During a presentation at a recent club meeting, Val Johnson saw one Rotarian nudge his neighbor and whisper, “We’ve been outdone by a bunch of eighth graders.” Johnson chuckles as she recounts the story because those students were talking about a nonprofit she’d cofounded in 2007.
H2O for Life matches schools in the United States with schools in developing nations without clean water and sanitation facilities; the students from Highview Middle School in New Brighton raised $13,000 to build a dam in the Kwa Kasolo region of Kenya. The nonprofit helps students hold fundraisers such as water walks, which simulate the chore of fetching water, sometimes from miles away, that many children around the world perform every day.
So far, students have raised more than $1 million for projects at schools in 26 countries. Each effort requires a dollar-for-dollar match from the nongovernmental organization responsible for implementing it.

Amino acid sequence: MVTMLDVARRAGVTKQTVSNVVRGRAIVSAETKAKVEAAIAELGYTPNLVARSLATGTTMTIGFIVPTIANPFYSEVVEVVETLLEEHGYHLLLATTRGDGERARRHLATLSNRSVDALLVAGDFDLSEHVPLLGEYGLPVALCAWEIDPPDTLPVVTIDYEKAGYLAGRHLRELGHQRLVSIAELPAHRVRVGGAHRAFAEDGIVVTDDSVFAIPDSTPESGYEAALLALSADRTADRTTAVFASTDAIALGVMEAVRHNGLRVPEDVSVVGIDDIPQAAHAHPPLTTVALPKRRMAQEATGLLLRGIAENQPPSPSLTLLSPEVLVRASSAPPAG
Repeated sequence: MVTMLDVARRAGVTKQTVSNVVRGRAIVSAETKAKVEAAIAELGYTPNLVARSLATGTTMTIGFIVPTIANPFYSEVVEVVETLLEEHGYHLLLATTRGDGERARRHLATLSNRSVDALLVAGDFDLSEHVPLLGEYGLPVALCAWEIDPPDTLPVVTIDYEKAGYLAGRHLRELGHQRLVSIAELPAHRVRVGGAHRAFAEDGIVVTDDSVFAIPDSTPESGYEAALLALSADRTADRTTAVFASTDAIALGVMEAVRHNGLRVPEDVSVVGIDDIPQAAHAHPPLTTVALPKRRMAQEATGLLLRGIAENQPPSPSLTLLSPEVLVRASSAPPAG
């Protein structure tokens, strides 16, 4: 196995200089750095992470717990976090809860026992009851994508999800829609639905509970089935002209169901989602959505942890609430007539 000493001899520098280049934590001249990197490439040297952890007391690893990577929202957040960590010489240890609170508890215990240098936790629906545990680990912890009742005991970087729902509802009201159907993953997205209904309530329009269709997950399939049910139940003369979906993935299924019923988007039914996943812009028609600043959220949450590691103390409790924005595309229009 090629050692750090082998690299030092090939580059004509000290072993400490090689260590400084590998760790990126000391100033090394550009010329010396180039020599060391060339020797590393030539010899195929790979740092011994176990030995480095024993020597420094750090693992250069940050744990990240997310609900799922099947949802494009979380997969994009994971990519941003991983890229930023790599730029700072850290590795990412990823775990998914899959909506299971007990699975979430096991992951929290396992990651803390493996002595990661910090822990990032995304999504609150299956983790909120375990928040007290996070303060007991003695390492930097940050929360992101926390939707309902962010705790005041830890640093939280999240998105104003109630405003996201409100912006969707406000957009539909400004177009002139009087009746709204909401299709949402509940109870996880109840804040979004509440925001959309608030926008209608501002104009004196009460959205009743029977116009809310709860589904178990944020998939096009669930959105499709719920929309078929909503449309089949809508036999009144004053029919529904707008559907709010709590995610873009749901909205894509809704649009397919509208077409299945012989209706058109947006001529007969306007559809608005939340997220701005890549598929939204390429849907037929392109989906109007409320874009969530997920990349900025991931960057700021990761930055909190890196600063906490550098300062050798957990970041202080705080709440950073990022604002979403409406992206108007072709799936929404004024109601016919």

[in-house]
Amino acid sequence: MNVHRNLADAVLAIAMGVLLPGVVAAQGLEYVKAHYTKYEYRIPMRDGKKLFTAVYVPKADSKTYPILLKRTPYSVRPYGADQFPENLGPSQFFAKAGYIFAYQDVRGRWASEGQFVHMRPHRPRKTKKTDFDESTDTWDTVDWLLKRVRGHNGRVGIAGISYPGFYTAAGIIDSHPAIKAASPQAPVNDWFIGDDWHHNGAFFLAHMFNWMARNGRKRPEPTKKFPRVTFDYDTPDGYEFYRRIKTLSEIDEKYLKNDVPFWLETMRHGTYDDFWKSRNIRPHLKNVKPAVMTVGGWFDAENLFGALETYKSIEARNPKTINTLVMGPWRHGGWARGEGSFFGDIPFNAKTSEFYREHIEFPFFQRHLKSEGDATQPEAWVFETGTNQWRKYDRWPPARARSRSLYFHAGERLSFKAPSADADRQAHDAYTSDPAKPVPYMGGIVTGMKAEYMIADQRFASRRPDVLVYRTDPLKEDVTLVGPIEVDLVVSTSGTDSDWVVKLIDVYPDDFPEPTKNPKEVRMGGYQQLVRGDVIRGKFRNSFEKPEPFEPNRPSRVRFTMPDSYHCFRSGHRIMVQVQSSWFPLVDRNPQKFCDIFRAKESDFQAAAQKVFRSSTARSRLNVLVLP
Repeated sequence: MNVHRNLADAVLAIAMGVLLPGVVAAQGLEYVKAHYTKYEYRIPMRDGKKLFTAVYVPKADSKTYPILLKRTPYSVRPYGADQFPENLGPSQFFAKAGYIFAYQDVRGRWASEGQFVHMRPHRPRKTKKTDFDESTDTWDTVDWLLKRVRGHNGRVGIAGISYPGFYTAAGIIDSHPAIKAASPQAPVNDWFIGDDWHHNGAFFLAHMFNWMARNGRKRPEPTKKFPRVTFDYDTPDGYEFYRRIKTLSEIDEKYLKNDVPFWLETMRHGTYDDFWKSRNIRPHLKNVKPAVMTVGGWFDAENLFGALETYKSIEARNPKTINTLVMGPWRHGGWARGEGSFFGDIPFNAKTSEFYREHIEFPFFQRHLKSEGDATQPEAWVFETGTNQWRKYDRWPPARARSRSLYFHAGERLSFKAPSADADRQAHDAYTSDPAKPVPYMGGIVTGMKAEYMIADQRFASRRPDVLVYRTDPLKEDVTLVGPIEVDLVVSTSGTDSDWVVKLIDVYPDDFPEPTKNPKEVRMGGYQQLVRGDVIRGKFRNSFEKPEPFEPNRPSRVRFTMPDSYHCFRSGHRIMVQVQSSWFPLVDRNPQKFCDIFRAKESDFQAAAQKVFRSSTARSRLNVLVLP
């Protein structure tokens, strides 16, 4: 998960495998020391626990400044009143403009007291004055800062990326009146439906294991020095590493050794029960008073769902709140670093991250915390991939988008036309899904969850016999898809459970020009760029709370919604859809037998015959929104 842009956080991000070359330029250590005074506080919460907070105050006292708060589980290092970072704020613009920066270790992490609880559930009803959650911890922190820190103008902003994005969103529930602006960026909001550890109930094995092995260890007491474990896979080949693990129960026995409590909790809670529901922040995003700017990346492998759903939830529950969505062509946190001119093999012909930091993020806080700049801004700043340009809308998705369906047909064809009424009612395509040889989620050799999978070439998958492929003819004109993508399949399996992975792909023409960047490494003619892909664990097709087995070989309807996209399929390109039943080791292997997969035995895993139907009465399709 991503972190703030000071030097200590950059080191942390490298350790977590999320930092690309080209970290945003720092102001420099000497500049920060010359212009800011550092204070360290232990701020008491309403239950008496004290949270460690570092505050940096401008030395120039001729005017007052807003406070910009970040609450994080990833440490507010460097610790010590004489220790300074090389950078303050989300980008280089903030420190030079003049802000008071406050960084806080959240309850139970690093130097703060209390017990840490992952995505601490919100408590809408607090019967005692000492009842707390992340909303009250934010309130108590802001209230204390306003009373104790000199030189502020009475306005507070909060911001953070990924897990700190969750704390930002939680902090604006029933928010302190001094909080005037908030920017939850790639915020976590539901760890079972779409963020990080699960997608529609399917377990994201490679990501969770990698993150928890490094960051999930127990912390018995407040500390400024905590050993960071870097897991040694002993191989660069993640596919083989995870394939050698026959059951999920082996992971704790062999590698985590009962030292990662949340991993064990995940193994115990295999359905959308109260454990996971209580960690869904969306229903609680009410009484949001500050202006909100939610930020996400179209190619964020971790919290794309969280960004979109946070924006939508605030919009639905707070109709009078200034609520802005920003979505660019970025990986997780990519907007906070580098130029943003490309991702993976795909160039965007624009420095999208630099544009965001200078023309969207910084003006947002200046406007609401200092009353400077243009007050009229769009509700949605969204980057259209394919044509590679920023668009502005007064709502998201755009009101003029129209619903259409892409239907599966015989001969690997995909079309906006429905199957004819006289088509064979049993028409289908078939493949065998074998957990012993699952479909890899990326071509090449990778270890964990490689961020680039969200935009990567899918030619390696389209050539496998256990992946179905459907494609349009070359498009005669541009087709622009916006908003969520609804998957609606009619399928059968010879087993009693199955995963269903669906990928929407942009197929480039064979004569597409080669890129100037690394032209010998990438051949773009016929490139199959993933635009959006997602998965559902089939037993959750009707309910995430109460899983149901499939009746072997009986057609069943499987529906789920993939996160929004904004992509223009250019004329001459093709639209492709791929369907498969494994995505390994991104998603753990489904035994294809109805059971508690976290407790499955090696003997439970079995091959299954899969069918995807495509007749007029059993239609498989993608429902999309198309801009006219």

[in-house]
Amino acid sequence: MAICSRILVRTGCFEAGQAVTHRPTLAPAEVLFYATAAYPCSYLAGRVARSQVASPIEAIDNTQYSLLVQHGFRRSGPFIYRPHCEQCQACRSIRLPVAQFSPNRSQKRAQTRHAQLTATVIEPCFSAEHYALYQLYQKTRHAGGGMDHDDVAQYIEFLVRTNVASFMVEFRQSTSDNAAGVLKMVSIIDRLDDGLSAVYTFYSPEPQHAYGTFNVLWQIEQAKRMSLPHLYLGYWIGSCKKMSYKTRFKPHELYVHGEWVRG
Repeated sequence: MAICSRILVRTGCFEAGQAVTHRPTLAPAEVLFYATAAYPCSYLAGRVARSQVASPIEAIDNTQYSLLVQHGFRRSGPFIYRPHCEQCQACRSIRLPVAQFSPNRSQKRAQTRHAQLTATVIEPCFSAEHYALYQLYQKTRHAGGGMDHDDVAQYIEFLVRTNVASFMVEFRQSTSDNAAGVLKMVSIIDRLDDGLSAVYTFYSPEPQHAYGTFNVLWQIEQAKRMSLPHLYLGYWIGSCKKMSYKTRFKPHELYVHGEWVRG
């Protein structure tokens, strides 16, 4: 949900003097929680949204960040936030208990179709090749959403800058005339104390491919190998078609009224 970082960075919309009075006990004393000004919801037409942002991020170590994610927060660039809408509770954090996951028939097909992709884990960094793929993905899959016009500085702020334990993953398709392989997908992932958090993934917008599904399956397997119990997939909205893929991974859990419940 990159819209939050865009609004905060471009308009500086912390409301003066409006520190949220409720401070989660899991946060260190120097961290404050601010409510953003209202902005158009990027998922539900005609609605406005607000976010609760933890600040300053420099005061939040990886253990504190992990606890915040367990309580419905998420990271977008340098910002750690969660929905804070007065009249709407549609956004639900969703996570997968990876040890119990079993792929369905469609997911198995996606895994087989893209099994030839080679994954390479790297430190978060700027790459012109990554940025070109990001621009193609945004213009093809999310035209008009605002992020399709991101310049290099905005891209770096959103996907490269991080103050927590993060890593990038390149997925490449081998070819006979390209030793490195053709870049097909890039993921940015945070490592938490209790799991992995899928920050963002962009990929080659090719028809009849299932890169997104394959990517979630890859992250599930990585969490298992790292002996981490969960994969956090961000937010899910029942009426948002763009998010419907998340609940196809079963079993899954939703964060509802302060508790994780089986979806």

In May, H2O for Life launched a pilot project with the Water and Sanitation Rotarian Action Group, Procter & Gamble, and Africare. The organization also provides resources to help teachers talk about water, conduct experiments, and teach students about the culture of the recipient country.
“We went into this thinking we were doing great things for people in developing nations,” says Johnson. “What we saw was how it was developing and changing our U.S. students – that middle school kids could say, ‘I made a difference and saved a life.’ They will grow up to be great philanthropists and great Rotarians.”